It's a more of a "general warning" that states all of our products are USA product and are not compatible with international hardware unless their hardware supports USA products.


 12:43 am on Aug 6, 2009 (gmt 0)

People don't read :(
We sell an item that must be ordered in a certain type. No amount of text, bold, or large fonts, seemed to make people read.
So we added an animated gif next to the product with instructions.
Instantly, almost all problems stopped. People actually paid attention to it.


 1:42 am on Aug 6, 2009 (gmt 0)

Also keep in mind that every Thanksgiving, dozens of people proceed to burn their houses down by throwing frozen turkey's into a deep fryer.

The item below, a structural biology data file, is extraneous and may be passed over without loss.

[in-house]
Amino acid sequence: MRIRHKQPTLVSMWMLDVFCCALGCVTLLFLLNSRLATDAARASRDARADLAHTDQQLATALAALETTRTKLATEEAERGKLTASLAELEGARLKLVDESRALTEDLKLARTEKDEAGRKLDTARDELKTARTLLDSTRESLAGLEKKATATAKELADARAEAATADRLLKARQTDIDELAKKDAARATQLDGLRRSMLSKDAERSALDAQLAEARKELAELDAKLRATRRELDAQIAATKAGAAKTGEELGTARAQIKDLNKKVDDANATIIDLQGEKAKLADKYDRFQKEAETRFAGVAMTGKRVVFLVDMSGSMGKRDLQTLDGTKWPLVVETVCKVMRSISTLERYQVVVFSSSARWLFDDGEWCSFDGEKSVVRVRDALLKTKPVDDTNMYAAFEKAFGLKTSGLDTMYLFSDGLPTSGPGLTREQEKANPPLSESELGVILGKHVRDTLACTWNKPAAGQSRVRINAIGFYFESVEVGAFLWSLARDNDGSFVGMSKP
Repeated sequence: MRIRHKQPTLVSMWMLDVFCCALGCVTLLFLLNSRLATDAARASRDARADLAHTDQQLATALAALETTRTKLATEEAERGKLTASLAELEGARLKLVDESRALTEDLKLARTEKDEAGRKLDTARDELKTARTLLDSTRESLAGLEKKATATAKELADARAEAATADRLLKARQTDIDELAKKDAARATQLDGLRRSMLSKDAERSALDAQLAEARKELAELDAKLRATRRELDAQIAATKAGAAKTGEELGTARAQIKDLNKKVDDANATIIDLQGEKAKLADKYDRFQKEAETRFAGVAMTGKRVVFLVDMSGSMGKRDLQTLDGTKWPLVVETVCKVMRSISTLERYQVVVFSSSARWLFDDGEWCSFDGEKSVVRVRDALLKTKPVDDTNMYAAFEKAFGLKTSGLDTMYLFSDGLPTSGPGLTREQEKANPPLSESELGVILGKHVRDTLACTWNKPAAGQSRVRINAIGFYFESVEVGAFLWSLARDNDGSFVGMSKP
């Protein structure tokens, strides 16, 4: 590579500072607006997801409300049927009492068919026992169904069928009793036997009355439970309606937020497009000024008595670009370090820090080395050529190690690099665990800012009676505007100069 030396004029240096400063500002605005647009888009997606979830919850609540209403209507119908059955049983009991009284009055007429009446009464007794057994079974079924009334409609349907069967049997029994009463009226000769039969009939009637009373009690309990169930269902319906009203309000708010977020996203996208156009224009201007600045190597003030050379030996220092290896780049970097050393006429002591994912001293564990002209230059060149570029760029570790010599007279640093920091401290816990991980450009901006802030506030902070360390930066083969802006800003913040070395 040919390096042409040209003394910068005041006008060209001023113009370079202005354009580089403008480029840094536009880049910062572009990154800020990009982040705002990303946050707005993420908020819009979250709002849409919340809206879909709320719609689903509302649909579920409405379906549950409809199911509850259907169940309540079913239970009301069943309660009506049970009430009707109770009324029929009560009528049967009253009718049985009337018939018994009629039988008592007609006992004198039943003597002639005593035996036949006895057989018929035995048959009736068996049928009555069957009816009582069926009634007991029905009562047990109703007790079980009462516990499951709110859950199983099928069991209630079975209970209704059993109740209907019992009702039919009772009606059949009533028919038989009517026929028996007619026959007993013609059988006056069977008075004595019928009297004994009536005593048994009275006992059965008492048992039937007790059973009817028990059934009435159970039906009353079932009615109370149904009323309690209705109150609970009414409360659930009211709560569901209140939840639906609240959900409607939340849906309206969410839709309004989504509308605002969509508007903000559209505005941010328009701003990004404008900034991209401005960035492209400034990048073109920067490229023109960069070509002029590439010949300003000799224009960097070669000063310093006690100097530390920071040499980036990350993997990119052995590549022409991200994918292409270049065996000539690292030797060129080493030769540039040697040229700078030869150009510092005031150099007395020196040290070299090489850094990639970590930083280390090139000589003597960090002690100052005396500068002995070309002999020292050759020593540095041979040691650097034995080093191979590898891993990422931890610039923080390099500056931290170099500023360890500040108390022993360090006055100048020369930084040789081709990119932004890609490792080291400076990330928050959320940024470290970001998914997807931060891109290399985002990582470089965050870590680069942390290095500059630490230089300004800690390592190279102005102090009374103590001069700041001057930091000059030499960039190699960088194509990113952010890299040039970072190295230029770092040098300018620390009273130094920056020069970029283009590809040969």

I just told a guy last night in three different emails how to set something up and what exactly to order. So this morning I see he ordered the wrong thing... The exact thing I told him WOULD NOT work with what he has. I thought about it, then I said... Screw it. I'm done. That's what he's getting.


 2:24 am on Aug 6, 2009 (gmt 0)

I gave up on these people a long time ago.

Once I stopped trying to play ball and simply stuck them with a restocking fee (less shipping), my stress level has decreased by ten-fold.

Make money off of their mistake if they're going to inconvenience you.

If they opened a product that is shrink-wrapped, take it back (providing it isn't damaged) and set up a "closeout" section on your site and re-sell them at a few dollars cheaper than your sealed products. You'll make your margin back from their restocking fee. :)